Vaccine hope a shot in the arm to ASX as oil, travel stocks gain ground

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Vaccine hope a shot in the arm to ASX as oil, travel stocks gain ground

After a disastrous tech meltdown, the Australian sharemarket resumed trading, gaining ground on fresh COVID-19 vaccine trial results.

The S&P/ASX200 gained 0.2 per cent to 6498 while the All Ordinaries Index lifted 0.1 per cent to 6698.

Financial stocks and the energy sectors were the best performers while IT, utilities and health stocks lost ground.

CommSec analyst Steve Daghlian said morning trade got a shot in the arm after US pharmaceutical company Moderna released data overnight showing its COVID-19 vaccine trial was 94.5 per cent effective.

“This was very well received,” Mr Daghlian said.

The news came after Pfizer last week reported its vaccine was 90 per cent effective in trials.

“You can store this (Moderna) vaccine between 2-8C for about 30 days; this compares to Pfizer which has to have its vaccine stored at -70C, which is a much greater challenge,” Mr Daghlian said.

ANZ jumped 2.79 per cent to $21.72, Commonwealth Bank rose 1.21 per cent to $75.39, National Australia Bank added 1.16 per cent to $21.84 and Westpac put on 2.26 per cent to $19.02.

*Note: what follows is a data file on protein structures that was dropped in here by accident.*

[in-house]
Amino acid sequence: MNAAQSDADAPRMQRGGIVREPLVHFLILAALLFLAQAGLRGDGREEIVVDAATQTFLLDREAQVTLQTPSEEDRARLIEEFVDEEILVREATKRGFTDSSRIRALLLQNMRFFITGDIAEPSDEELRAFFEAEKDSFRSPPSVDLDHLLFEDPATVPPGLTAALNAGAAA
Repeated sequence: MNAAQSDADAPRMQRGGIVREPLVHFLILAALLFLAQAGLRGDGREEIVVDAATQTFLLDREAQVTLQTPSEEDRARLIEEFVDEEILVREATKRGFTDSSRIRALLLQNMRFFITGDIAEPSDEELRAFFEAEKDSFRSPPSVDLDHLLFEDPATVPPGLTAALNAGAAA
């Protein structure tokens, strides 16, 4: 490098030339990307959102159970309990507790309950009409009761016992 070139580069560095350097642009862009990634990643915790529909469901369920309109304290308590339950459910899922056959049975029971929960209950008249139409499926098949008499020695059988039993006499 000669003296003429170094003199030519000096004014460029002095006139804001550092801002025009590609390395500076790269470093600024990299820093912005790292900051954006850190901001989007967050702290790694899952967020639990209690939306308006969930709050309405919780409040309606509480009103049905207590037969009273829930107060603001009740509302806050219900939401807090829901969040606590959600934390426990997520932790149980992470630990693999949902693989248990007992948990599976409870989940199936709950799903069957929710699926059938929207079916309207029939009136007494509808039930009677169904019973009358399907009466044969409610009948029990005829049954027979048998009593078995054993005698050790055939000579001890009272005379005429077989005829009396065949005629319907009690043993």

The oil and gas sector benefited from a stronger oil price, with Beach Energy rocketing 6.4 per cent to $1.66, Woodside Petroleum rising 3.41 per cent to $21.55, Santos firming 3.41 per cent to $6.06, Origin appreciating 2.52 per cent to $4.88 and Oil Search leaping 4.26 per cent to $3.92.

“One reason why oil prices have been on the way up recently is if there is a vaccine, it could certainly be a game changer, which could help the world and economies largely return to some sense of normality … that could lift demand for things like fuel,” Mr Daghlian said.

Travel stocks also benefited, with Helloworld Travel advancing 9.66 per cent to $2.61, Flight Centre up 1.87 per cent to $16.38, Webjet lifting 1.18 per cent to $5.15 and Qantas gaining 1.54 per cent to $5.27.

Rio Tinto was up 1 per cent to $98.80 and BHP added 1.43 per cent to $37.01.

The biggest company on the ASX, biotech giant CSL, which plans to locally produce AstraZeneca and University of Queensland-developed vaccines, retreated 1.17 per cent to $311.37.

The Aussie dollar was fetching 73.20 US cents, 55.34 British pence and 61.70 Euro cents in afternoon trade.

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